“It will be a huge milestone,” said editor Joan Houston Hall.

The dictionary chronicles words and phrases used in distinct regions. Maps show where a submarine sandwich might be called a hero or grinder, or where a potluck — as in a potluck dinner or supper — might be called a pitch-in (Indiana) or a scramble (northern Illinois).

It’s how Americans do talk, not how they should talk.

“It’s one of the great American scholarly activities and people will be reading it for a century learning about the roots of the American language,” said William Safire, who frequently cites the dictionary in his “On Language” column in The New York Times Magazine. “It shows the richness and diversity of our language.”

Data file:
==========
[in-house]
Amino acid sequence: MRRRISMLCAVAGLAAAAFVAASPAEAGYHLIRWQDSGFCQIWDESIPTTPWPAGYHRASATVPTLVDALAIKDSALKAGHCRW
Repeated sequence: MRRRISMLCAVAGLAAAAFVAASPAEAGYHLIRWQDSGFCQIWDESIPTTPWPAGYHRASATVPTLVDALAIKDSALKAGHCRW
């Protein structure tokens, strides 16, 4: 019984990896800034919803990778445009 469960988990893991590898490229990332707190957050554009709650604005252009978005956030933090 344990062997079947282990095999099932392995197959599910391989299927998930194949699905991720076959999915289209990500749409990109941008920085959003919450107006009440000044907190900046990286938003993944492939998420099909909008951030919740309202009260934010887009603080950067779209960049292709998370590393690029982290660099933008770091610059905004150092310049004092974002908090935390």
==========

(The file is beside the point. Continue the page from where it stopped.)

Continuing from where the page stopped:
Doctors have used it to communicate with patients and investigators have referred to it in efforts to identify criminals, including the Unabomber. Dialect coaches in Hollywood and on Broadway have used the dictionary’s audio recordings of regional speakers to train actors.

Author Tom Wolfe has called the dictionary “my favorite reading.”

In awarding the two-year, $295,000 grant that will get the final volume into print, National Science Foundation reviewers called the dictionary “one of the most visible public faces of linguistics,” and a “national treasure.”

The concept dates to 1889, when the American Dialect Society was formed. But the project did not start in earnest until 1965, when English professor Frederic Cassidy dispatched workers to 1,000 carefully chosen U.S. communities to interview residents and make audio recordings of their speech.